“Stop," said an older man called Yona who hadn't spoken yet. "You’re not makin’ the poor boy feel any better.”
“How better can anyone make him feel?" Harald had swollen up like an angry bird. "He’s going to Farren lands!”
Yona reprimanded, “I think you should be used to it by now. After fifty years, marriages between Ulfans and Farreners have become a regular occurrence. It strengthens the peace. Which is precarious at best.”
Harald snorted again and pounded his stick against a jacket of sheep hide. “Right, Yona. And I’m betrothed to a Sylvaine.”
The boy’s lips trembled and his throat squeaked when he opened his mouth. “I am visiting my mother in Ceolsige, not getting married.” He prayed to the Celestes that the lie would satisfy them.
Every single man at the fountain craned his neck to ogle in disbelief. The boy's skin flushed from dark olive to maroon.
“Are you sure it’s safe for a young boy to be travelling such a great distance alone?” Leif questioned. He sounded placid but his hands curled around his linens in an iron vice. "You do know it's six days on foot from Bardhyl to Ceolsige."
“Of course it isn’t safe!” Harald spluttered. “Quit shushing me! This boy is looking to get himself killed. Or worse!”
“They say Isolde bandits hide on the road to Farren and snatch up unsuspecting boys,” Nikolaj said. Foggy silence settled instantaneously at the mention of the word Isolde. Nikolaj’s eyes glimmered in a way that made the boy’s chest twist. “Isolders are nothing like Ulfans. Even Farreners—Celestes curse them—are more civilised. Isolders keep their men in chains and auction them off like slaves. They trade little ones for a bag of tobacco and oranges, and that’s if they're feeling generous.” He stuck his face closer to the boy’s, grinning. “If they speak, the women cut out their tongues.”
"Enough with your washerman tales!” But Leif’s tone was dubious. “Son—what did you say your name was?”
“Weylyn.” The boy’s voice scraped like sandpaper.
“Nice name. The Empress’s nephew is called Weylyn." Leif scratched his beard. "Anyway, my friends and I are just trying to say that you should let your mother know that she should come to you, in Ulfa lands, not the other way round. Alright, my boy?”
Weylyn nodded, meek and embarrassed.
He knew it would be many moons before he returned to this washing fountain.
Amaal Fawzi, 17, likes to think of herself as a citizen of the world: she was born in Egypt, raised in Lebanon, and is Iraqi-British. Her favorite things to do are writing, creating, and exploring the real world—or even better, a world of her own making. “The Ghost Prince’” is one of these escapes, and she loves becoming a part of her characters’ lives.
Are you a young writer who wants to be published in Write the World Review, or is there a young writer in your life (relative, friend) who should be published in Write the World Review? Learn how here!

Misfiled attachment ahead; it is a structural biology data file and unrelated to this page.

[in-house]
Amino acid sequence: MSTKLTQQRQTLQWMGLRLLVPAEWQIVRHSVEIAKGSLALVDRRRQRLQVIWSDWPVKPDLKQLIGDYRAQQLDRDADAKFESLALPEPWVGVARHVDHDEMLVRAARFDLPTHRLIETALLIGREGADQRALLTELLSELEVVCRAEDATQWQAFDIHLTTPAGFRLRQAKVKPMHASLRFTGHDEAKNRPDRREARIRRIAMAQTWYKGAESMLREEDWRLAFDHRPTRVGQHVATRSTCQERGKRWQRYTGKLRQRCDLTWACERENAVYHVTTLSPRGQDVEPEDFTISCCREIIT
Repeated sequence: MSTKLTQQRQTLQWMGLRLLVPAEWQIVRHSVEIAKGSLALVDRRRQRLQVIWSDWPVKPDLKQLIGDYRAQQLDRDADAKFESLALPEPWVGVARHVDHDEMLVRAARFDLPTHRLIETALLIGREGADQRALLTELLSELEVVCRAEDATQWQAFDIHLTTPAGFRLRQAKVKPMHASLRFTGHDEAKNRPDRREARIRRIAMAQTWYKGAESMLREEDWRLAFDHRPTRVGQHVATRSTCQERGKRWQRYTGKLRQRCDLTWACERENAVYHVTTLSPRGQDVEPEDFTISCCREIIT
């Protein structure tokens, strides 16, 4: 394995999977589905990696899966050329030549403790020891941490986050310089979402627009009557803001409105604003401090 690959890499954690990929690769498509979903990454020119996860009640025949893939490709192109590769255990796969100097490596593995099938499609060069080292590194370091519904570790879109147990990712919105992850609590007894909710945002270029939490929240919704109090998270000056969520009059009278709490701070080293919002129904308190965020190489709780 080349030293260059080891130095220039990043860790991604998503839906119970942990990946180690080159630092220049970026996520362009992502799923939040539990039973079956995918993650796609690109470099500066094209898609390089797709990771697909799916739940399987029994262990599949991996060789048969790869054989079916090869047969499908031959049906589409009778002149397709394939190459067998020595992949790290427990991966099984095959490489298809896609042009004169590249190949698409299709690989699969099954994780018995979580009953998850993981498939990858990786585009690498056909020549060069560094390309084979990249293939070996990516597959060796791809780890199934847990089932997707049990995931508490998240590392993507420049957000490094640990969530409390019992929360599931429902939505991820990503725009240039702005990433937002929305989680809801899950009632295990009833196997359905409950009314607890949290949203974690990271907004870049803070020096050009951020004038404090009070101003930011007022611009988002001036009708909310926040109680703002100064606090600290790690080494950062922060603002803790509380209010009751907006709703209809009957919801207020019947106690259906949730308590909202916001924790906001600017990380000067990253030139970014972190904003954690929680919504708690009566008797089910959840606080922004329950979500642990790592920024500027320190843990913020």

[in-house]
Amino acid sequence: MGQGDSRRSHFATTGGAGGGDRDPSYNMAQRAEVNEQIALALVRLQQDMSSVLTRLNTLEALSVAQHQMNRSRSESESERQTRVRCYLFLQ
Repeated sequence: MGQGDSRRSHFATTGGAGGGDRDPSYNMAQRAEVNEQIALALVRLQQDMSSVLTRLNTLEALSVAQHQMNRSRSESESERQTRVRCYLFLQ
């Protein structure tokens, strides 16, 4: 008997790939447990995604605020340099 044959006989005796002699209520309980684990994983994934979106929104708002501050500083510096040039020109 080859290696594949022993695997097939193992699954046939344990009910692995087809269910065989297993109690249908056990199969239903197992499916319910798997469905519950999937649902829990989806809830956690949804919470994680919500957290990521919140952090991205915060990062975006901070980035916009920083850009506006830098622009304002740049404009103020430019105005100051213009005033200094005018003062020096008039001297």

5/17/22, 4:27 PM
5/16/22, 11:40 AM
I am waiting with anxiety what does she doesto fight back these things which are very complicate to handle for a teenager...... I am Very anxious because I am in the same situation..... So I want to know what will she do.....
5/15/22, 3:16 PM
This is such a wonderful piece. I love it so much!
Rain Wind Thunderstorm
5/13/22, 10:46 AM
You are really good at writing. And at such a young age! If you don't mind me saying so, your writing style is warm and cozy. And also at the same time, very deep, meaningful and relatable. I especially loved the "The Reflection" part.
5/13/22, 9:28 AM
I really wanna know what does she does to fight back these things which are hard to handle for a teenager.
5/11/22, 2:37 PM
I loved every word of this. Maybe because I am relating too hard. I hardly possess any of the love or filial piety I am expected to have towards my family. I am dubious of anything my grandmother says to me and have long learned to just swallow it all with a smile though I question how much I know. And. Just. Knowing. That you will be forgotten by your extended family for the rest of the year but still held up to their expectations. Thank you for writing this! I'll always remember a beautiful #ownvoices story :).
5/10/22, 6:57 AM
I really am curious about how she is gonna fight this situation and will she be able to fulfill her dreams which she once had
5/6/22, 2:03 PM
Ooh I really love this! What a great ending too. Fellow students, we've got this!
5/6/22, 1:53 PM
I love this piece so much. Novels and writing rarely makes me cry, but this was just too relatable.
5/6/22, 1:51 PM
This was so beautiful, and created such a detailed image in my mind!
5/6/22, 11:35 AM
I thought that was a truly insightful piece. As a teen writer myself, your words were a refreshing reminder of the meaning behind adolescence. Thank you for bringing your writing into the world, and hope to see more of it soon.